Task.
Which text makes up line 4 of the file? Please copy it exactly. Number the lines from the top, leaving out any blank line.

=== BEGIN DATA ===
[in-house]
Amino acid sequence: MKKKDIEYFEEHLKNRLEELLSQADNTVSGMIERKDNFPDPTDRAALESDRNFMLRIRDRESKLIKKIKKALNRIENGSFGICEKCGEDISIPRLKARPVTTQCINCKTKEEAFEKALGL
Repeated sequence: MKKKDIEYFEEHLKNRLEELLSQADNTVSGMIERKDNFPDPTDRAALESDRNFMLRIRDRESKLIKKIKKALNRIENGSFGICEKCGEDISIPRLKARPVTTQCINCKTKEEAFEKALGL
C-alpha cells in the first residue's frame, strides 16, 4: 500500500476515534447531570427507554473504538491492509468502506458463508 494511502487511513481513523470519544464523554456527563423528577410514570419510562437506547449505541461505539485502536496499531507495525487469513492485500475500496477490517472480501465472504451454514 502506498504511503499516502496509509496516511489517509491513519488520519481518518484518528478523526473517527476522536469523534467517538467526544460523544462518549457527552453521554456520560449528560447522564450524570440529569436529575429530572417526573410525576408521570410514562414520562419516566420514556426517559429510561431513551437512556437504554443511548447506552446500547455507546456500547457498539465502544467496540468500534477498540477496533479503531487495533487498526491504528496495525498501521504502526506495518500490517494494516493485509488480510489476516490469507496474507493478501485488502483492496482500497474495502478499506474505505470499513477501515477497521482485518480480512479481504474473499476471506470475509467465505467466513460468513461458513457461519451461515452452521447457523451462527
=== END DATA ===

C-alpha cells in the first residue's frame, strides 16, 4: 500500500476515534447531570427507554473504538491492509468502506458463508 494511502487511513481513523470519544464523554456527563423528577410514570419510562437506547449505541461505539485502536496499531507495525487469513492485500475500496477490517472480501465472504451454514 502506498504511503499516502496509509496516511489517509491513519488520519481518518484518528478523526473517527476522536469523534467517538467526544460523544462518549457527552453521554456520560449528560447522564450524570440529569436529575429530572417526573410525576408521570410514562414520562419516566420514556426517559429510561431513551437512556437504554443511548447506552446500547455507546456500547457498539465502544467496540468500534477498540477496533479503531487495533487498526491504528496495525498501521504502526506495518500490517494494516493485509488480510489476516490469507496474507493478501485488502483492496482500497474495502478499506474505505470499513477501515477497521482485518480480512479481504474473499476471506470475509467465505467466513460468513461458513457461519451461515452452521447457523451462527